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Unravelling the mystery of why some patients with high IOP avoid glaucoma

Increased antioxidant capacity may explain how some patients with ocular hypertension are shielded from glaucomatous neurodegeneration

veg and fruit
Pixabay/Deborah Breen Whiting
A new study published in Journal of Clinical Medicine has explored why some patients have ocular hypertension but do not experience the degeneration associated with glaucoma.

Researchers from LSU Health New Orleans Neuroscience Center of Excellence and the University of Copenhagen found that patients with ocular hypertension but no glaucoma have increased antioxidant capacity and higher levels of anti-inflammatory, omega-3 derived chemical messengers.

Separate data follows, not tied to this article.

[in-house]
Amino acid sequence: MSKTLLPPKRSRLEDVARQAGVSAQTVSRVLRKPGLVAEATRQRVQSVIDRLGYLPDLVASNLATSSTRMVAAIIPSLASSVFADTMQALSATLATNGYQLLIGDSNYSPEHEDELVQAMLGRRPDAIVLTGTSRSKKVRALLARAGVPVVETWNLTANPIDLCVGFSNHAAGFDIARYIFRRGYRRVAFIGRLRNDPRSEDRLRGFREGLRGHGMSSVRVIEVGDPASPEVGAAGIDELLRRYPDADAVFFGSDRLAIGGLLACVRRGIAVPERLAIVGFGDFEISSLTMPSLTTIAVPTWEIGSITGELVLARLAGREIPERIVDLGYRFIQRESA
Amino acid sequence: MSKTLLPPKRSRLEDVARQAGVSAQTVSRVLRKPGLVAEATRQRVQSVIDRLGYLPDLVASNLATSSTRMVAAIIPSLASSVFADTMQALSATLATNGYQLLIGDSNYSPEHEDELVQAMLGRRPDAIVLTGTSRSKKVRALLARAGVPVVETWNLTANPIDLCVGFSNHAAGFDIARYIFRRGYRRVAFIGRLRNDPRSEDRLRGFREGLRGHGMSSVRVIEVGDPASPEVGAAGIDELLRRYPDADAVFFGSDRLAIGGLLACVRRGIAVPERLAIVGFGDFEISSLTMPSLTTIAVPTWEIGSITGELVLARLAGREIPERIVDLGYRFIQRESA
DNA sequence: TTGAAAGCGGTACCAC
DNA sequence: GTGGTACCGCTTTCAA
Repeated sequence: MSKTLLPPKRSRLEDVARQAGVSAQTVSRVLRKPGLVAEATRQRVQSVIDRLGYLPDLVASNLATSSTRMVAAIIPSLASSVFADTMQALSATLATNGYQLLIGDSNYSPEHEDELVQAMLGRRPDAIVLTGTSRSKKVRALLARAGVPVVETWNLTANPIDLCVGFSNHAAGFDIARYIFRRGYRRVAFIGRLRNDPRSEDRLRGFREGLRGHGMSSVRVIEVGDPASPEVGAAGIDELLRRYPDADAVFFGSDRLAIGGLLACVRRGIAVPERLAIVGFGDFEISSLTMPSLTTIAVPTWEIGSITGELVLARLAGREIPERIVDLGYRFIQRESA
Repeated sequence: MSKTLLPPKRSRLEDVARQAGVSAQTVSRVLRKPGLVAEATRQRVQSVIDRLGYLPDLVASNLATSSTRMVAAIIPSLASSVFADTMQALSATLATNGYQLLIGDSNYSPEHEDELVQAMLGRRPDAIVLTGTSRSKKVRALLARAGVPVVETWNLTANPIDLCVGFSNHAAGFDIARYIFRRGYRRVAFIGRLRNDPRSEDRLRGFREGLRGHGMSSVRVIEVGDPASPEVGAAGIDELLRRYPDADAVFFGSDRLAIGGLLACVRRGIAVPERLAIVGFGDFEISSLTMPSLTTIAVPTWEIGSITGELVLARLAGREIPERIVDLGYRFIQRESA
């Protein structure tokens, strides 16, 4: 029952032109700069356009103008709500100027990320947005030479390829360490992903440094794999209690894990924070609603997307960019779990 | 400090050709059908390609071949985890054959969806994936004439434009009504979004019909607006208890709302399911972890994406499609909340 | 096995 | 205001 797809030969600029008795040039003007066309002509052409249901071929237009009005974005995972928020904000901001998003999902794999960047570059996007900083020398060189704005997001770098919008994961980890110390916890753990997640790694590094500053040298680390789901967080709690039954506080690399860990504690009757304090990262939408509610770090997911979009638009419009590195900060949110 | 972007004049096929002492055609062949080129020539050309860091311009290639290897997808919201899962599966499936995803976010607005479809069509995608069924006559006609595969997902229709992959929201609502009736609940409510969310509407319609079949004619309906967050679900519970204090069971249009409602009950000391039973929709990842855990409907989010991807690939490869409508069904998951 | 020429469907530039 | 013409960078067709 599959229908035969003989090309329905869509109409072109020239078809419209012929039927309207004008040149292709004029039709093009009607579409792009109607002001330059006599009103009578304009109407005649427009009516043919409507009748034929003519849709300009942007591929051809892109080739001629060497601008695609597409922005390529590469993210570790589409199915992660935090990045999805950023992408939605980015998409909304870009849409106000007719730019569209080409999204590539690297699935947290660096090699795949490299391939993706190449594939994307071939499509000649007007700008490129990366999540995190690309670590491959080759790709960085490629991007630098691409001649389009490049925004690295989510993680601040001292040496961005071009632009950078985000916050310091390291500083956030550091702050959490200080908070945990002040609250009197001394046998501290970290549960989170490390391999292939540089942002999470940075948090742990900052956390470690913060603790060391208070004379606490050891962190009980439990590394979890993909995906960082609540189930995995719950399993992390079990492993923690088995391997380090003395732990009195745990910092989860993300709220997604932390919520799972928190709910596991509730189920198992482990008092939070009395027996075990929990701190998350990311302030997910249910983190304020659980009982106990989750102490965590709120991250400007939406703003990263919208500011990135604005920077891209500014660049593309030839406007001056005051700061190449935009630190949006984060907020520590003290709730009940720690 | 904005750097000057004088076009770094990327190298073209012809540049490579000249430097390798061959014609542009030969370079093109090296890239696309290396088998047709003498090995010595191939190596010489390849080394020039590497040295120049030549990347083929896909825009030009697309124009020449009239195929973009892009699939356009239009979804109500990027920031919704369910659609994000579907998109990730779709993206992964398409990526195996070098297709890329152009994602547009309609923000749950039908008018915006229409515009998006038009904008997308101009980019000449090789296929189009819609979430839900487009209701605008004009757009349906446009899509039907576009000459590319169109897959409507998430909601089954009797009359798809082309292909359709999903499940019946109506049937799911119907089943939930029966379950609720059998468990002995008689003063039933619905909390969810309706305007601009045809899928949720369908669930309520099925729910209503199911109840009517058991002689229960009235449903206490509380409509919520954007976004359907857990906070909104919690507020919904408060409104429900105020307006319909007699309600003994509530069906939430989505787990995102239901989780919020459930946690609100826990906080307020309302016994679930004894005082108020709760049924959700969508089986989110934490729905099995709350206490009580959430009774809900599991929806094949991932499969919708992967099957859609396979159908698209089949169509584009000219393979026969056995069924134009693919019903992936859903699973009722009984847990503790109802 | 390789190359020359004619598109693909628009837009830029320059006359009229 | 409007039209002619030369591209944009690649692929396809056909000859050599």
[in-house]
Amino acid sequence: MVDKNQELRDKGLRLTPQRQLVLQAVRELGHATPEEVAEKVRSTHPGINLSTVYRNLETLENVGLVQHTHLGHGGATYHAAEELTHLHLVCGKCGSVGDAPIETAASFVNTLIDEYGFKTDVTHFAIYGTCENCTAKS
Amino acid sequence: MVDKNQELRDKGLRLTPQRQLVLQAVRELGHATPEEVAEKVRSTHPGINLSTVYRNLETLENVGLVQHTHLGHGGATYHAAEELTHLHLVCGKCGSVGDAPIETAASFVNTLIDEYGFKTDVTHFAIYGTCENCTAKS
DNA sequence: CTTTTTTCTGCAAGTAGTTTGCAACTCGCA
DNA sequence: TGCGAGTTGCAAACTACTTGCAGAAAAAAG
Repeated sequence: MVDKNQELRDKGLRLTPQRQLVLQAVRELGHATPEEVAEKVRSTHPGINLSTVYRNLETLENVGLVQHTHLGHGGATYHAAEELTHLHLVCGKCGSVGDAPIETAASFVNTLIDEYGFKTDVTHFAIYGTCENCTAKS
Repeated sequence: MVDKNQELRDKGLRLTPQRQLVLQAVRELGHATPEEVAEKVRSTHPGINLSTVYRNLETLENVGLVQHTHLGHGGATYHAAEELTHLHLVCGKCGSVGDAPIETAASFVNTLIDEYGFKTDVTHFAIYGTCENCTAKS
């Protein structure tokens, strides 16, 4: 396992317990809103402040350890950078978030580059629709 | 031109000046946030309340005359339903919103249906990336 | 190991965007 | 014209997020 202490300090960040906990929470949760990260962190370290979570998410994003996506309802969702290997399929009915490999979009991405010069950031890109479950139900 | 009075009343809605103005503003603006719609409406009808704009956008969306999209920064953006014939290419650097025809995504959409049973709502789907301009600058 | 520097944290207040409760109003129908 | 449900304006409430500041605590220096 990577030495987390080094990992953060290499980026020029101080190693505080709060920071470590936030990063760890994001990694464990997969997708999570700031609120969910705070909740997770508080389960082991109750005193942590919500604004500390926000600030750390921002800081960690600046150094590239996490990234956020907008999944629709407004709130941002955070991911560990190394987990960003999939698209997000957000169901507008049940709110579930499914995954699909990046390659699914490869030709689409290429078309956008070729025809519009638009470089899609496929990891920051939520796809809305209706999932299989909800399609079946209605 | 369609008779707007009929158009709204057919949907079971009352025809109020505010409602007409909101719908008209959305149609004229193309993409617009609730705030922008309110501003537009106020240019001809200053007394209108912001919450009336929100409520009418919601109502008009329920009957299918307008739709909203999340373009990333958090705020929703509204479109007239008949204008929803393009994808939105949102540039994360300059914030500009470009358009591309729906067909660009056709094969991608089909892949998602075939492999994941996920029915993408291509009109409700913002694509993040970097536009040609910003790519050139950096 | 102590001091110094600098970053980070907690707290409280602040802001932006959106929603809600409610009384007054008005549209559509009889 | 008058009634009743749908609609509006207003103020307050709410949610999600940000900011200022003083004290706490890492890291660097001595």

The authors highlight: "The study opens avenues of therapeutic exploration, highlighting the significance of the omega-3 fatty acid chemical messengers' antioxidant capacity as a potential diagnostic biomarker and as a novel treatment to prevent glaucomatous neurodegeneration."

The researchers note that the study provides new insight into possible mechanisms of protection against oxidative stress in patients with ocular hypertension and may explain “the apparent tolerability” to increased intraocular pressure in these patients.

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